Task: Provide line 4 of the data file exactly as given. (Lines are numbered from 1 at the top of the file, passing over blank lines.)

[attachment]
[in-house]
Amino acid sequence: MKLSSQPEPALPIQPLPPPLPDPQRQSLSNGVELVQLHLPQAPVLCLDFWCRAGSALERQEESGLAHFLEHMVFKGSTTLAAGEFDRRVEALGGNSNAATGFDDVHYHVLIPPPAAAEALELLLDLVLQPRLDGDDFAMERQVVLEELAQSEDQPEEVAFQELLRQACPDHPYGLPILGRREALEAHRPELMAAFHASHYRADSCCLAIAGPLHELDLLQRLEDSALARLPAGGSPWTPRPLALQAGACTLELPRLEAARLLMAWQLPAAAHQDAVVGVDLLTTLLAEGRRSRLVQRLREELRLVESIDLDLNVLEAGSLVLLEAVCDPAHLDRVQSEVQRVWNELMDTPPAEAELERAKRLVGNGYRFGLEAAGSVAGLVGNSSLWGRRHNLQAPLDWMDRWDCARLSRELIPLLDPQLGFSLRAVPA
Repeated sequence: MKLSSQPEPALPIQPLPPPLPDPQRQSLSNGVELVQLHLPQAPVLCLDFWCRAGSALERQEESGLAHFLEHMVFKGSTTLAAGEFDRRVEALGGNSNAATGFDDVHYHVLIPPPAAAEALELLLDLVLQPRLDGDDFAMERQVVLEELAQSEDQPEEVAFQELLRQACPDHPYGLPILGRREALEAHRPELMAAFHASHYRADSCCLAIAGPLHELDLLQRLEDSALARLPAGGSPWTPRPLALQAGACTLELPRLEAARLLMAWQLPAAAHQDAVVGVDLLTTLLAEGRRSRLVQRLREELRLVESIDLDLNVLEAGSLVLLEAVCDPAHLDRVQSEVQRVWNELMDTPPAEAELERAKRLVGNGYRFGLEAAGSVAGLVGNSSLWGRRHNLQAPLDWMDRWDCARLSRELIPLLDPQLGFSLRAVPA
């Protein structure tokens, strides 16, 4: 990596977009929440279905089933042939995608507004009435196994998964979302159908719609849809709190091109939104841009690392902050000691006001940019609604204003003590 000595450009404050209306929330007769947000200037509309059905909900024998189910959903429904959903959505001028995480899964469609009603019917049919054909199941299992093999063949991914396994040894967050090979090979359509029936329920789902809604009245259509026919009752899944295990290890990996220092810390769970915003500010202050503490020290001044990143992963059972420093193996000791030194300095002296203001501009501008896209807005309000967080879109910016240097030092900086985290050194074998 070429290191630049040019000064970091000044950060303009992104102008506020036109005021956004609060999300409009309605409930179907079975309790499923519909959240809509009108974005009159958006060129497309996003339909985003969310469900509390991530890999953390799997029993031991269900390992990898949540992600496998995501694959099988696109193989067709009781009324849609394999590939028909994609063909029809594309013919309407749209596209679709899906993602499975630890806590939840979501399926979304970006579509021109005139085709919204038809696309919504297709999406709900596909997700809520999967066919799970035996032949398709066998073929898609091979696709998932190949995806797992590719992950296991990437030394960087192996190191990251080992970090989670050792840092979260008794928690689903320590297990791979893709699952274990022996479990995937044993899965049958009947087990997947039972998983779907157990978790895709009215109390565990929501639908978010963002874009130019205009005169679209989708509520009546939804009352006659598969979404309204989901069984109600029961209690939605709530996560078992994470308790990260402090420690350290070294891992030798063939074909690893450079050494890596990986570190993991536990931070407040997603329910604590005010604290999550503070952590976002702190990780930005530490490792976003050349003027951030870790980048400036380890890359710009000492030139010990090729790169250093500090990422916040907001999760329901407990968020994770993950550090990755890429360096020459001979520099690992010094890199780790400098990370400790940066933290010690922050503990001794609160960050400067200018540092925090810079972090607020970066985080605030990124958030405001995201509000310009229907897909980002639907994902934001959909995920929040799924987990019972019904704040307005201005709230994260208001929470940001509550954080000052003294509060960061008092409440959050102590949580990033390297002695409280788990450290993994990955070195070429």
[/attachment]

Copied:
């Protein structure tokens, strides 16, 4: 990596977009929440279905089933042939995608507004009435196994998964979302159908719609849809709190091109939104841009690392902050000691006001940019609604204003003590 000595450009404050209306929330007769947000200037509309059905909900024998189910959903429904959903959505001028995480899964469609009603019917049919054909199941299992093999063949991914396994040894967050090979090979359509029936329920789902809604009245259509026919009752899944295990290890990996220092810390769970915003500010202050503490020290001044990143992963059972420093193996000791030194300095002296203001501009501008896209807005309000967080879109910016240097030092900086985290050194074998 070429290191630049040019000064970091000044950060303009992104102008506020036109005021956004609060999300409009309605409930179907079975309790499923519909959240809509009108974005009159958006060129497309996003339909985003969310469900509390991530890999953390799997029993031991269900390992990898949540992600496998995501694959099988696109193989067709009781009324849609394999590939028909994609063909029809594309013919309407749209596209679709899906993602499975630890806590939840979501399926979304970006579509021109005139085709919204038809696309919504297709999406709900596909997700809520999967066919799970035996032949398709066998073929898609091979696709998932190949995806797992590719992950296991990437030394960087192996190191990251080992970090989670050792840092979260008794928690689903320590297990791979893709699952274990022996479990995937044993899965049958009947087990997947039972998983779907157990978790895709009215109390565990929501639908978010963002874009130019205009005169679209989708509520009546939804009352006659598969979404309204989901069984109600029961209690939605709530996560078992994470308790990260402090420690350290070294891992030798063939074909690893450079050494890596990986570190993991536990931070407040997603329910604590005010604290999550503070952590976002702190990780930005530490490792976003050349003027951030870790980048400036380890890359710009000492030139010990090729790169250093500090990422916040907001999760329901407990968020994770993950550090990755890429360096020459001979520099690992010094890199780790400098990370400790940066933290010690922050503990001794609160960050400067200018540092925090810079972090607020970066985080605030990124958030405001995201509000310009229907897909980002639907994902934001959909995920929040799924987990019972019904704040307005201005709230994260208001929470940001509550954080000052003294509060960061008092409440959050102590949580990033390297002695409280788990450290993994990955070195070429």